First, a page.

Saturday, April 20, 2013

2nd Annual Chess Challenge in DC Citywide Elementary and Middle School Chess Tournament

Chess Challenge in DC
Chess Challenge in DC Is proud to present the 2nd Annual Citywide Elementary and Middle School Chess Tournament. This exciting event features a four round tournament with a blitz playoff. Trophies for the top three finishers and prizes for all. Registration is FREE and includes a t-shirt, wristband, lunch, prizes and raffle tickets. To register go to www.chesschallengeindc.org.
When: Saturday April 20, 2013 (08:30 AM – 4:00 PM)
Where: Woodrow Wilson High School, 3950 Chesapeake Street, NW, Washington, DC 20016
Fee: no
Volunteer Info: Volunteers are needed to help with set-up and clean-up, registration, lunch and other jobs throughout the day. No chess experience necessary. Please contact shana.rosenblatt@chesshchallengeindc.org.
Contact: Shana Rosenblatt, (202) 579-5551
For more information: click here

Annual Earth Day Cleanup and Celebration

Anacostia Watershed Society
Join AWS for our 24th annual Earth Day Cleanup and Celebration of the Anacostia River. More than 20 different cleanup sites throughout the area will be available to choose from by the end of February. All volunteers are invited to join us for the celebration that follows at Bladensburg Waterfront Park. There will be free food and drink, live music, exhibitors and speakers! Registration is required, contact Maddie below.
When: Saturday April 20, 2013 (09:00 AM – 2:00 PM)
Where: TBD, TBD, TBD, TBD TBD
Fee: no
Volunteer Info: Trash and debris cleanup
Contact: Madeline Koenig, (301) 699-6204 ext 109

Grocery Deliveries to Low-Income Seniors in North Capitol/Shaw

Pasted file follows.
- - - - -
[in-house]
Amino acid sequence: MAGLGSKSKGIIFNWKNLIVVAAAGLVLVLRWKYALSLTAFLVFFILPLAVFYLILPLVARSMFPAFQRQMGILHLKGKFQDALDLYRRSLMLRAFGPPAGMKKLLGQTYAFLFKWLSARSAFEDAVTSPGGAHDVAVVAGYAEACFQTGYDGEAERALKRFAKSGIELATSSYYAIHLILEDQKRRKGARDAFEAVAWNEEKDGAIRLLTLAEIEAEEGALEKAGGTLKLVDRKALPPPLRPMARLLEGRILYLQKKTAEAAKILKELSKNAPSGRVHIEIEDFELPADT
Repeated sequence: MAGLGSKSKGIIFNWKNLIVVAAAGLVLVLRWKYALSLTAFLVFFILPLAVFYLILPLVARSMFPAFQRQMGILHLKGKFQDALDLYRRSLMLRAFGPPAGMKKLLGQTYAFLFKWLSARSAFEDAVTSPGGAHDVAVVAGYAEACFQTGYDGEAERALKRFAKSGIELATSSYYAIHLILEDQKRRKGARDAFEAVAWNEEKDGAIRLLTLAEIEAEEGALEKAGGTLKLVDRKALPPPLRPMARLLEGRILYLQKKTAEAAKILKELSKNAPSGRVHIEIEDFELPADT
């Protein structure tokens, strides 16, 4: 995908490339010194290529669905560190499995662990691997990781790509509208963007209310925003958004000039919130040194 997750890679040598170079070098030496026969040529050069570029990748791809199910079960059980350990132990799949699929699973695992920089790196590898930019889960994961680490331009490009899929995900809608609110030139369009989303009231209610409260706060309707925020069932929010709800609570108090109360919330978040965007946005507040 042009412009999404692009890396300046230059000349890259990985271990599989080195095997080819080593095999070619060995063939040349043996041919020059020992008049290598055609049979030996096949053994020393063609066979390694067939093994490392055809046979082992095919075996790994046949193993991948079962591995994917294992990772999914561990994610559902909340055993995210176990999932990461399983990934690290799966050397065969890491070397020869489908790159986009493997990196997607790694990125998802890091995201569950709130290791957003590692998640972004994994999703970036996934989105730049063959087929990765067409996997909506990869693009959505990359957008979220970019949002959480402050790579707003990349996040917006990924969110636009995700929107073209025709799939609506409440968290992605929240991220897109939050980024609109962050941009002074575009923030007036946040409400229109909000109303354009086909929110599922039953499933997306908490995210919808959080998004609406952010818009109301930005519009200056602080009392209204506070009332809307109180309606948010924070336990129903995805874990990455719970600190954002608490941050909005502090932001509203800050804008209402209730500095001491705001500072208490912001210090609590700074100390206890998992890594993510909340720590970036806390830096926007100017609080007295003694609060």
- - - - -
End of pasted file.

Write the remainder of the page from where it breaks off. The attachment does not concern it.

We Are Family Senior Outreach Network
We Are Family will be delivering groceries to over 250 low-income seniors in the North Capitol and Shaw neighborhoods.
When: Saturday April 20, 2013 (10:00 AM – 2:00 PM)
Where: Metropolitan Community Church, 474 Ridge St. NW, Washington, DC 20001
Fee: no
Volunteer Info: Volunteers will help assemble and deliver grocery bags to low-income seniors. Although a car is not needed, it is helpful.
Contact: Mark Andersen, (202) 487-8698

Karen Sherman

Dance Place
In One with Others, Minneapolis-based artist Karen Sherman re-purposes dance, words, and scrap lumber to consider biography, personal mythology and social legacy. Using choreography both desperate and delicate, the piece grapples with desire, communication, humiliation and destiny. Funded in part by the NEA and the NPN.
When: Saturday April 20, 2013 (8:00 PM)
Where: Dance Place, 3225 8th Street NE, Washington, DC 20017
Fee: yes $22 General Admission; $17 Members, Seniors, Teachers and Artists; $10 College Students; $8 Children (17 and under)
Contact:Carolyn Kamrath, (202) 269-1608

Around Town: March 30-31

It’s a slow weekend for Catalogue nonprofits, but check out this show put on at the District of Columbia Arts Center.

Saturday, March 30, 2013

I, Jack, am the Knave of Hearts

District of Columbia Arts Center (DCAC)
I, Jack, am the Knave of Hearts takes the audience on a journey of discovery and reckoning as Don Juan bursts through the fissure that separates mortality from eternal damnation and tries desperately to remember who he was, discover what he is doing here now and uncover why he has been allowed to escape. “You want to know what Hell is like? Hell is to be aware when there is nothing to be aware of and nothing to be aware with but your own desire? Hell is the end of hope.” John Carter, a local poet who has turned his hand to playwriting over the past fifteen years, deftly merges lyrical language with narrative as he delves layer by layer into the complex nature of Don Juan’s reflections on a life he would have lived in no other way; even with the full knowledge of the resulting punishment. His last play, Lou, based on the life of Lou Salome received critical acclaim in the New York Fringe Festival last year.
When: Saturday March 30, 2013 (7:30 PM)
Where: DC Arts Center, 2438 18th St Washington, DC 20009
Fee: yes, $25.00
Contact: B. Stanley (202 ) 462-7833

Have a great weekend from the folks at Catalogue!